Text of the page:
Saudi Arabia, Philippines ink new air deal

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The Philippine government has signed a new deal with the Kingdom of Saudi Arabia to increase flights as local airlines pursue aggressive expansion plans.

Following two days of negotiations this week, the local air panel signed the bilateral air service agreement (ASA) for flights to the Middle East, where millions of Filipinos work.

Under the new deal, flights between Manila and Jeddah were more than doubled to 21 a week from the current 10.

The agreement also removed restrictions to the number of flights between Clark Freeport, Pampanga, to any point in Saudi Arabia. In return, the country agreed to remove limits on the number of flights between Damman and any point in the Philippines.

The Philippine negotiating team was led by Transportation Undersecretary Jose Perpetuo Lotilla, who heads the department’s legal team.

Carmelo Arcilla, head of the Civil Aeronautics Board (CAB) and vice chairman of the interagency air panel, said the country had sought an increase in the number of flights to Saudi Arabia at the request of the country’s local airlines.

Local carriers, Arcilla said, were starting to consider more flights outside the Asia-Pacific region in a bid to expand their reach and grab a larger share of the market.

For instance, Cebu Pacific, which will take delivery of four brand-new Airbus A330-300 planes in 2013, said it would start long-haul flights to the United States and the Middle East by next year.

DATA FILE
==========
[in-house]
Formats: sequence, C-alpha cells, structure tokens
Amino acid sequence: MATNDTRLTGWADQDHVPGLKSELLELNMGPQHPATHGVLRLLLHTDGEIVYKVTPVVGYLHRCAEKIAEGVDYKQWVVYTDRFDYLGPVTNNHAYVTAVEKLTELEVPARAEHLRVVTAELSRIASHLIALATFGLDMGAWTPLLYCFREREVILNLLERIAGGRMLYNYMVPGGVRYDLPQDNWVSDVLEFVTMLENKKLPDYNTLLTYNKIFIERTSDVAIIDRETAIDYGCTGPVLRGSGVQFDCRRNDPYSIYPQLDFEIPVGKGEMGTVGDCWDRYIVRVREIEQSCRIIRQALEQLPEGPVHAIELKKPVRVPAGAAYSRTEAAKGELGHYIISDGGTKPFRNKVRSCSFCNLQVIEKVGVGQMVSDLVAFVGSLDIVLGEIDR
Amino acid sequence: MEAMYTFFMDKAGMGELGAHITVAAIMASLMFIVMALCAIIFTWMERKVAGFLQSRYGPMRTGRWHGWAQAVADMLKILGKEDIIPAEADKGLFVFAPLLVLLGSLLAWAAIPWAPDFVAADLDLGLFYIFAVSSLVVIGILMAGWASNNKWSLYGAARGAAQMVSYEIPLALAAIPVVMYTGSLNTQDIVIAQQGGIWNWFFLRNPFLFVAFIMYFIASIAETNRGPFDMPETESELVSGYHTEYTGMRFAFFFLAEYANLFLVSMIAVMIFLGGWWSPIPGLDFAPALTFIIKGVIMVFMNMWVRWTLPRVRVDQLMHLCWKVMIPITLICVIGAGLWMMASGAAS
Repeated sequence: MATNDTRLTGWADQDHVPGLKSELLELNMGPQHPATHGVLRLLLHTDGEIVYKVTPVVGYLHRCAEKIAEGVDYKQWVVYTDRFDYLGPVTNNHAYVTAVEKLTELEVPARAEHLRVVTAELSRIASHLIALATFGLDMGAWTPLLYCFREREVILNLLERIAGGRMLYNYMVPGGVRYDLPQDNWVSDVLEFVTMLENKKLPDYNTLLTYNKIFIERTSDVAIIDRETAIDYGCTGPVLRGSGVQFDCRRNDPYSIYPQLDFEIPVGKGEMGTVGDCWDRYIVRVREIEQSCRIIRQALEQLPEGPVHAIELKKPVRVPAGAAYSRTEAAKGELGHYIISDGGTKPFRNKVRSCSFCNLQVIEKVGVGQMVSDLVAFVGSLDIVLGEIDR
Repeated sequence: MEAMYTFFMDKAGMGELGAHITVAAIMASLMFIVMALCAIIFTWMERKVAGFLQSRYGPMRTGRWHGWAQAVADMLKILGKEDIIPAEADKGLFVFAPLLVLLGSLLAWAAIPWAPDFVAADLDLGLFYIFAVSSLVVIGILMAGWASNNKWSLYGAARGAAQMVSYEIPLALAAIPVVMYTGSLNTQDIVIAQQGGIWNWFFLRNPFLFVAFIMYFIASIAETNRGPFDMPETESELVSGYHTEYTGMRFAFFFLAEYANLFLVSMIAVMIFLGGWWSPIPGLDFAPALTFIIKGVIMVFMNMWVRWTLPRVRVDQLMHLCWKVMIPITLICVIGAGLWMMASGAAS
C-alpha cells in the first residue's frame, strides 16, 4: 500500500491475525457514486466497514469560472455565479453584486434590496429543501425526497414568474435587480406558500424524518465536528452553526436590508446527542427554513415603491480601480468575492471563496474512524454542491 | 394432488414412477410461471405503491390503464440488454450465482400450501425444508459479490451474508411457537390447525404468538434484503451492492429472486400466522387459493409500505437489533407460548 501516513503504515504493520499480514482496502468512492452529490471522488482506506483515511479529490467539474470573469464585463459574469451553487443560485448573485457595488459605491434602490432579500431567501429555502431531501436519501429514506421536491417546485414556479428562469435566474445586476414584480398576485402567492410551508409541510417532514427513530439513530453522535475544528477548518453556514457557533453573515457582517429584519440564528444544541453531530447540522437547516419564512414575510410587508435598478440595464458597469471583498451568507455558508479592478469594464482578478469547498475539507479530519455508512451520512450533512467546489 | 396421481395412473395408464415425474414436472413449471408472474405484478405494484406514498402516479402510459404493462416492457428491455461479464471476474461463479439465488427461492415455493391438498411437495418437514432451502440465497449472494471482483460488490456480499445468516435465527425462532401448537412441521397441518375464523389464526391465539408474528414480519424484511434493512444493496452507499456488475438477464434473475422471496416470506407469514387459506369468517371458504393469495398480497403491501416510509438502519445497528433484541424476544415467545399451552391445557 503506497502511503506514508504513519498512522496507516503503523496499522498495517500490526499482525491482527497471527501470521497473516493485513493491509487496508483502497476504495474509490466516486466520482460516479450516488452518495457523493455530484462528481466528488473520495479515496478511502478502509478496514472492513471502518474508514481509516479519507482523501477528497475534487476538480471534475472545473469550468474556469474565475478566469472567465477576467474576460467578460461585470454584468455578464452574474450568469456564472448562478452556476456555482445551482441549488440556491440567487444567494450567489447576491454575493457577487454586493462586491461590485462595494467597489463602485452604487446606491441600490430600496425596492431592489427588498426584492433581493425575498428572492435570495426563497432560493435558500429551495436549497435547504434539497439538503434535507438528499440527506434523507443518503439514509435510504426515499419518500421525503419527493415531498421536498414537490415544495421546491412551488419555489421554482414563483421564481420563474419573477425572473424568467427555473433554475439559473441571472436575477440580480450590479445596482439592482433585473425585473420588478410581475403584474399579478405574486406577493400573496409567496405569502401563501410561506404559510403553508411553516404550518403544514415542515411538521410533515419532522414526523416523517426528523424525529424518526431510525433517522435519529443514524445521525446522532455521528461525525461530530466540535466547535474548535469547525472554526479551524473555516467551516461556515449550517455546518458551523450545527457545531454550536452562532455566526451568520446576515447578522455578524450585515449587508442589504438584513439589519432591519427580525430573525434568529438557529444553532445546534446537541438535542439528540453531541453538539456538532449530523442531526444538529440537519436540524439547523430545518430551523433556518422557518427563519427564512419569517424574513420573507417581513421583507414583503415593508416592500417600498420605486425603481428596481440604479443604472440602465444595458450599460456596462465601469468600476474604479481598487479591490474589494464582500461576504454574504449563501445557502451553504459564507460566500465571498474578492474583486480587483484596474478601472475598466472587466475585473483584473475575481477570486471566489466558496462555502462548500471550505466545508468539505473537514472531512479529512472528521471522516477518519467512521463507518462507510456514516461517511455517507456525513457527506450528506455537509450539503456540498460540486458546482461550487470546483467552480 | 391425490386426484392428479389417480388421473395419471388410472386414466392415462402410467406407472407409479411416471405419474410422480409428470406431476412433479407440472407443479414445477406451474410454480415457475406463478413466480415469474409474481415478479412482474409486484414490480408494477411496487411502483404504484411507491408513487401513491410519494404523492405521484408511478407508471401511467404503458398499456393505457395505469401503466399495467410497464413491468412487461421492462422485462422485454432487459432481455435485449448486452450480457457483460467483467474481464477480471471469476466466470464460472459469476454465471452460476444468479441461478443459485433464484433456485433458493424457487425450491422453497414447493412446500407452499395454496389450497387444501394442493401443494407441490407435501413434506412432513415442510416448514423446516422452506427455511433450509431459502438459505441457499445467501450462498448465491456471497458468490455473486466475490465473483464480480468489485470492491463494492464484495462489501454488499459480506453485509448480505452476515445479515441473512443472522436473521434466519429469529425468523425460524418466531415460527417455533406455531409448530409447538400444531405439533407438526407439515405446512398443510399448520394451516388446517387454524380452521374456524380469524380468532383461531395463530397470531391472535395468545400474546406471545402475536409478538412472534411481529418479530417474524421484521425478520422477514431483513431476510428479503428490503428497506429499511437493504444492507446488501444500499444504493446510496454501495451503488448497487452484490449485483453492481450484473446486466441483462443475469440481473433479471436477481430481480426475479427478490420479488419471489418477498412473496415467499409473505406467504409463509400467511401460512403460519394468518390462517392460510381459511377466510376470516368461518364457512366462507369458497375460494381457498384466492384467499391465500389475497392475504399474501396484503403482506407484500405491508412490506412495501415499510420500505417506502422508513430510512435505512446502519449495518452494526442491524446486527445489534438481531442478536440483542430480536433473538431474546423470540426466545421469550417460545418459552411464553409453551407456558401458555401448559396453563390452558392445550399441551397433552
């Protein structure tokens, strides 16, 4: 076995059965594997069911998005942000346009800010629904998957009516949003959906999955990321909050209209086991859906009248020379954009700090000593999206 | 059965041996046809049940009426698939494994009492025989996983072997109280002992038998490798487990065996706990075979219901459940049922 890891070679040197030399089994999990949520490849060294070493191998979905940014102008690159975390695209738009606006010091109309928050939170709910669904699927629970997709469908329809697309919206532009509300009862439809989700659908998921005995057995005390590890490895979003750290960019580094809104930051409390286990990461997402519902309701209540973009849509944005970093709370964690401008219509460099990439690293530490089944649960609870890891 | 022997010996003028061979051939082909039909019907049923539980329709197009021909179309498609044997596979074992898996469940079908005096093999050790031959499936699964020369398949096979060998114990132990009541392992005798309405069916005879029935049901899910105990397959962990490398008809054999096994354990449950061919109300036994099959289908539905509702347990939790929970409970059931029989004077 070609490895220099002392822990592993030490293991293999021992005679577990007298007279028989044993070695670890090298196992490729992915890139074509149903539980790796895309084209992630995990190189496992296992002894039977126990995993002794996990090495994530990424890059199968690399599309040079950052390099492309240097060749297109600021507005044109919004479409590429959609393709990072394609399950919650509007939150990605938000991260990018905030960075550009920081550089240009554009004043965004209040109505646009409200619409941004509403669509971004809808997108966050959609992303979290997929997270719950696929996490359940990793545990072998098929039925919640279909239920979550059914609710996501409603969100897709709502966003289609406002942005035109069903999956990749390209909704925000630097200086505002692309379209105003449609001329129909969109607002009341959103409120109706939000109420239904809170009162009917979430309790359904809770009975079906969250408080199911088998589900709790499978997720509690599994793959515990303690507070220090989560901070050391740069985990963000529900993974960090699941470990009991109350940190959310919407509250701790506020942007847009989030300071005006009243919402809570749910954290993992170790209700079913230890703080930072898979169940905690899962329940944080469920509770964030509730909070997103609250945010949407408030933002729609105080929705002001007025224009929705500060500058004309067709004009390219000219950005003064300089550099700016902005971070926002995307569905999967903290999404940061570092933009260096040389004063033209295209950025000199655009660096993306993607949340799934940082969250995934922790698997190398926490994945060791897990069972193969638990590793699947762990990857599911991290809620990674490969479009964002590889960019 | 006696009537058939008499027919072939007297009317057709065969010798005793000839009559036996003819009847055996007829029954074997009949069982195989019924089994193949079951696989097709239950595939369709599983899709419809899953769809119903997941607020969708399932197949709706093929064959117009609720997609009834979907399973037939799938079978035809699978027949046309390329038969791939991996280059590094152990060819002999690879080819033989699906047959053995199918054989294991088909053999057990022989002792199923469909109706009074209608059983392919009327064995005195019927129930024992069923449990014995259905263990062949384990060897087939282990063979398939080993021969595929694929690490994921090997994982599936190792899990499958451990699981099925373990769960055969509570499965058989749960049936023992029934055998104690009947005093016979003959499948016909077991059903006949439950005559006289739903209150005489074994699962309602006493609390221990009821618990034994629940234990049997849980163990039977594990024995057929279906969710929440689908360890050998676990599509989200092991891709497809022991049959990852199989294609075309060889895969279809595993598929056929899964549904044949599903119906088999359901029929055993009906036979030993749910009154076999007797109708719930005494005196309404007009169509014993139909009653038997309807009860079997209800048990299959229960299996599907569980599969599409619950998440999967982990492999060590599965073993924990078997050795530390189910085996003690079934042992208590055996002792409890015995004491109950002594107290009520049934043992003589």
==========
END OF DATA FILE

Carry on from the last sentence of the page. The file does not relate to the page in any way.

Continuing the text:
Also, flag carrier Philippine Airlines plans to focus on major domestic routes and expand its international operations. Minor domestic routes, meanwhile, will be transferred to sister firm Air Philippines.

At the moment, no local airline has flights to the Middle East.

Earlier this month, the Philippines and the United Arab Emirates agreed to significantly increase flights between them as both countries look to boost their trade and tourism sectors.

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Disclaimer: The comments uploaded on this site do not necessarily represent or reflect the views of management and owner of INQUIRER.net. We reserve the right to exclude comments that we deem to be inconsistent with our editorial standards.

  • renato_dangal

    what’s this?

    “At the moment, no local airline has flights to the Middle East.”

    this article is done haphazardly. last 5 paragraphs should have not been included.

  • dingestraza

    What is surprising here in Saudi Arabia especially Jeddah, inspite of million of OFWs working here, there is no Philippine carrier operating? Where is the business logic of PAL, CEBU Pacific? Airlines who benefited from OFWs are Singapore Airline, Cathay Pacific, and other airlines.. who bag most of the revenue.

  • oozingkev

    what about airtalks with EU??  puro na lang middle eastern countries.. 

  • El_Gran_Capitan

    You want to use a cramped to the max  Low Cost Carrier for >11 hours of flight from jeddah to manila, be my guest

    • http://pulse.yahoo.com/_B5HXITWGDUTJF2JPFTXRIOY7NQ Danyale

      While they are low-cost carrier, long-haul flights will certainly comply to IATA’s aircraft configuration rule. Budget fares and sometimes crampy sitting configurations, applies only to regional destinations, i.e., less than 5 hours, air flight.

      • El_Gran_Capitan

        Who said so, even Singapore Airline recently launch LCC called Scoot for long haul flight.Cebu Pacific is a low cost carrier, do you expect them to change for a traditional legacy airline

      • http://twitter.com/Sizzle75Ian ian martinez

        when will the the government take steps to overturn the ban on filipino airlines in europe ?

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